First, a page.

Robert H. Smith School of Business
The Motley Fool

Market Foolery Featured Podcasts

  • Investing in the UK
    Dominic Jermey, CEO of UK Trade & Investment, stops by Fool HQ to discuss the investing landscape in the UK and why pension reform is so important for individuals.  In this special Friday edition of MarketFoolery, the guys also discuss individual stocks and play a round of “Buy, Sell or Hold.”
  • Facebook’s Growth & McDonald’s New CEO
    McDonald’s is lovin’ a new CEO.  Facebook’s mobile growth continues to astonish.  And Harley-Davidson struggles with a strong U.S. dollar.  Motley Fool Funds analyst Bill Barker discusses those stories and vast spectrum of Super Bowl snacks.
  • Apple, China & the iPhone’s Biggest Question
    Apple reports record profits, but as Motley Fool Funds analyst Tim Hanson points out, there is still one important question looming over the iPhone business.  Tim analyzes the recent elections in Greece and the investing landscape in China.  Plus he shares a key travel tip for anyone seeking good local cuisine.
Capital Business
Posted at 02:38 PM ET, 04/10/2012

Maryland lawmakers approve bill barring employers from collecting Facebook passwords

Maryland lawmakers failed to reach a consensus on a tax bill and a
Maryland employers are no longer allowed to ask workers and job applicants for personal passwords to social media sites like Facebook. (Justin Sullivan - Getty Images)
proposal to build a casino in Prince George’s County by the end of the legislative session Monday. But they did agree on one thing: Employers cannot require workers and job applicants to hand over passwords to private social media accounts as a condition of employment.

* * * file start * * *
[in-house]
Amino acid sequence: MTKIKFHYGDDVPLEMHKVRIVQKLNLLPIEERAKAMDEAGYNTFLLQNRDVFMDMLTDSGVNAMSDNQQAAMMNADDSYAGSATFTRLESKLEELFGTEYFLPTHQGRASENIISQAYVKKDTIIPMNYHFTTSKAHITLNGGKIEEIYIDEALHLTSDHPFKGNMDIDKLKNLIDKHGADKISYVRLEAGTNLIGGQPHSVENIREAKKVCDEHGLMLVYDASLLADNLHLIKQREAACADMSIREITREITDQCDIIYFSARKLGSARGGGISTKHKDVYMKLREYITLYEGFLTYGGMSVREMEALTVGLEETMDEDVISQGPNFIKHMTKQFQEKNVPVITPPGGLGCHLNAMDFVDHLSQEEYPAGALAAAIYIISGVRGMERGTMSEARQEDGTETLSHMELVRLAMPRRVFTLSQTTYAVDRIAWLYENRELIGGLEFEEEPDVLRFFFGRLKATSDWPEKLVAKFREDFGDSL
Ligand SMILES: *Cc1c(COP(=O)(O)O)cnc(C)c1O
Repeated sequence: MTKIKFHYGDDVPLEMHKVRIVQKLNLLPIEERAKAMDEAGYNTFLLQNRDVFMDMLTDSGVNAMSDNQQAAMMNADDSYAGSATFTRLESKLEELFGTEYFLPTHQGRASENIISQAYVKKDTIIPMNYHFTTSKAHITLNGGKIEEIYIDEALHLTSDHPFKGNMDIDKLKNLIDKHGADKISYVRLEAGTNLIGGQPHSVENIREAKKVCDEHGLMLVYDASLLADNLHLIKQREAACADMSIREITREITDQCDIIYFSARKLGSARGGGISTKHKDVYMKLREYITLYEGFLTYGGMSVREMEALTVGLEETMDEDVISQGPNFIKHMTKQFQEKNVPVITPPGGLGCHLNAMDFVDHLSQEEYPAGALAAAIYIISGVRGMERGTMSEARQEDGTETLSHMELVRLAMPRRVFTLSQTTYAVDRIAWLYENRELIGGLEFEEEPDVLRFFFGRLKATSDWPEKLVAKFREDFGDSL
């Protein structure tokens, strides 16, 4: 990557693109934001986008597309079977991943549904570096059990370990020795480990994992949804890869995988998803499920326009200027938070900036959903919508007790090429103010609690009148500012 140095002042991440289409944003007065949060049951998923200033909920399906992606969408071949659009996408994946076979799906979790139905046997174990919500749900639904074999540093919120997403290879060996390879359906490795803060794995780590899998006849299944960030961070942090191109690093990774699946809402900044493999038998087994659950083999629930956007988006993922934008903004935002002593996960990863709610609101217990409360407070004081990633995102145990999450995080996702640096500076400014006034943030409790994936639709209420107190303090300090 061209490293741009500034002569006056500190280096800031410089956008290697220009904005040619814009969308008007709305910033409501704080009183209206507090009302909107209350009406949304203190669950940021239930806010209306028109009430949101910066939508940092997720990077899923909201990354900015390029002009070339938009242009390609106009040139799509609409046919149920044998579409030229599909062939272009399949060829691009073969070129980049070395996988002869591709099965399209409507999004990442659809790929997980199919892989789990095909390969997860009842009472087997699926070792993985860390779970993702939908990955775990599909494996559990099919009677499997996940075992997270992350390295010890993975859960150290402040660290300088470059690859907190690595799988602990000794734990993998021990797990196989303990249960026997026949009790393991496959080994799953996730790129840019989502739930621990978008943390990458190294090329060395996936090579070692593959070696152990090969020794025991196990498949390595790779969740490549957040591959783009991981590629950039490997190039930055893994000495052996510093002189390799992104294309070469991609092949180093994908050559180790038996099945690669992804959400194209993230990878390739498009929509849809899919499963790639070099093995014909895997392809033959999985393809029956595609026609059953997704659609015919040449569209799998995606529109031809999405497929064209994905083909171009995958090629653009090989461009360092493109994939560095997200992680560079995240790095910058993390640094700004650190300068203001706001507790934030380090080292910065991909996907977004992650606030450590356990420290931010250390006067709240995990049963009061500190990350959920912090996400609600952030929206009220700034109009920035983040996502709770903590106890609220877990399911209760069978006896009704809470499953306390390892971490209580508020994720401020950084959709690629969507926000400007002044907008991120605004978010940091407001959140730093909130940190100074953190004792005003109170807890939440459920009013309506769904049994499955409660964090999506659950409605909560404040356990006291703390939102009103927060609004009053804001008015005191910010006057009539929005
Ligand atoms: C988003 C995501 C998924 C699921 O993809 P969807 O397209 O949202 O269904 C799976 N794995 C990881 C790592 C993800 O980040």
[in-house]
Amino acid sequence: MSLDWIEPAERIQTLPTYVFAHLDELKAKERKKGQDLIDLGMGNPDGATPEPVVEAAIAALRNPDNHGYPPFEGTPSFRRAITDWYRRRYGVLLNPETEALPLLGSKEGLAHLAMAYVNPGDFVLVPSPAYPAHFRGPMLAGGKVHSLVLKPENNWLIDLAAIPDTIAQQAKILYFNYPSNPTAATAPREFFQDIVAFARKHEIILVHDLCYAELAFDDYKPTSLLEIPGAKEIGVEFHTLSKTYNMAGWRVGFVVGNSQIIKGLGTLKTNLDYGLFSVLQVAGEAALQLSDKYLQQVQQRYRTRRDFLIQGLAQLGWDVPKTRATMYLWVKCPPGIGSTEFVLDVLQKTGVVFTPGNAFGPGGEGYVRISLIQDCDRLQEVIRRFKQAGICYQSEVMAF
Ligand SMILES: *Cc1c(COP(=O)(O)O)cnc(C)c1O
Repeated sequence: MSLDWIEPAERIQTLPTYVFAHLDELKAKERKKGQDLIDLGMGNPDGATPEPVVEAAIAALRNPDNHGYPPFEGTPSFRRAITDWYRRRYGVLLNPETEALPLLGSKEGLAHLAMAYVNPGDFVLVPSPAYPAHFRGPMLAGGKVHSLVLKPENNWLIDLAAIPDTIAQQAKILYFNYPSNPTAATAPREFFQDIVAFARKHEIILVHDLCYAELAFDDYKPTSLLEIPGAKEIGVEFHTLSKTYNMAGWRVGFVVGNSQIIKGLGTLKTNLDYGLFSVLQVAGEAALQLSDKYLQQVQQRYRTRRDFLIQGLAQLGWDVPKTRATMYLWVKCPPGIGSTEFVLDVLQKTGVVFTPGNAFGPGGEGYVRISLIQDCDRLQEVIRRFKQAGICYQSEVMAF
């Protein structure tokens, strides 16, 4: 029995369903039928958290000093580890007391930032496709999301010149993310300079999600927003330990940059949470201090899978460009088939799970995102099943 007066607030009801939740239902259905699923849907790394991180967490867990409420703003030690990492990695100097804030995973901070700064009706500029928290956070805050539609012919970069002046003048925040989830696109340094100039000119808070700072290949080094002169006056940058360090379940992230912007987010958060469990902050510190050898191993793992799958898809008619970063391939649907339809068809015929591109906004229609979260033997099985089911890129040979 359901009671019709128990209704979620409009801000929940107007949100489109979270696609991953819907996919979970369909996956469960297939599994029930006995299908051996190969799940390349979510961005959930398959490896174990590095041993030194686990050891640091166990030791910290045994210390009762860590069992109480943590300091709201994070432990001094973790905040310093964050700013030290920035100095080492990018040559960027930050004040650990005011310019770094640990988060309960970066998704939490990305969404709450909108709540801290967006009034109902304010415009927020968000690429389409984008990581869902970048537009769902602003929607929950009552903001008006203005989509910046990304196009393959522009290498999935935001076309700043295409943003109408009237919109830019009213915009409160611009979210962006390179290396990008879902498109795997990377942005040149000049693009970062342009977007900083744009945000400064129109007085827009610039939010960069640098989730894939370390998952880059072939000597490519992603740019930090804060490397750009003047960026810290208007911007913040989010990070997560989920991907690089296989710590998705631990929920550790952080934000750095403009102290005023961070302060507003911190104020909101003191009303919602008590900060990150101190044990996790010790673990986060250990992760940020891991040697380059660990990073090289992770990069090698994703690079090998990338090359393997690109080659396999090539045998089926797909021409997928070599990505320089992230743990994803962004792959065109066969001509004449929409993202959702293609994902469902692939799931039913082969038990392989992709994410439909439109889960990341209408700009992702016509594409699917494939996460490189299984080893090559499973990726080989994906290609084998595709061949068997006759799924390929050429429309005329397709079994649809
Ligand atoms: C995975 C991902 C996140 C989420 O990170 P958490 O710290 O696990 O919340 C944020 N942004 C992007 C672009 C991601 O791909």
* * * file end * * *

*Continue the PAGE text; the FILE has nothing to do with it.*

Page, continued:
Maryland is the first state to pass such a law; similar measures are pending in California, Illinois and Michigan.

SB 433 (HB 964) doesn’t mention social media platforms by name, but the issue surfaced last year after Robert Collins, a former officer with the state’s Department of Public Safety and Correctional Services, complained about being asked to provide his Facebook log in information during a recertification interview. The department in 2010 began asking prospective employees for user names and passwords to Facebook accounts as part of a background check to screen employees for gang affiliations, but suspended the practice after the American Civil Liberties Union of Maryland filed a complaint on Collins’s behalf, claiming the practice violated his personal privacy.

A second bill, SB 434 (HB 746), that would have outlawed universities from requiring students and college applicants to disclose user names and passwords for personal electronic accounts passed in the Senate but died in the House. The bill came on the heels of a growing number of universities hiring third-party vendors to monitor student athletes’ Tweets and Facebook posts by having students install social media monitoring software onto personal electronic devices.

Brad Shear, a Bethesda attorney who worked with Sen. Ronald Young’s office on both bills, said banning employers from collecting password-protected information is a win for both employees and companies.

“It not only protects employees’ privacy, it also protects employers,” said Shear, who in 2010 helped draft Maryland’s election laws regulating candidates’ use of social media pages. “It protects [employers] from having to create new legal duties and liabilities and compliance costs.”

The legislation now heads to Gov. Martin O’Malley (D).

By  |  02:38 PM ET, 04/10/2012

Read what others are saying

    © 2011 The Washington Post Company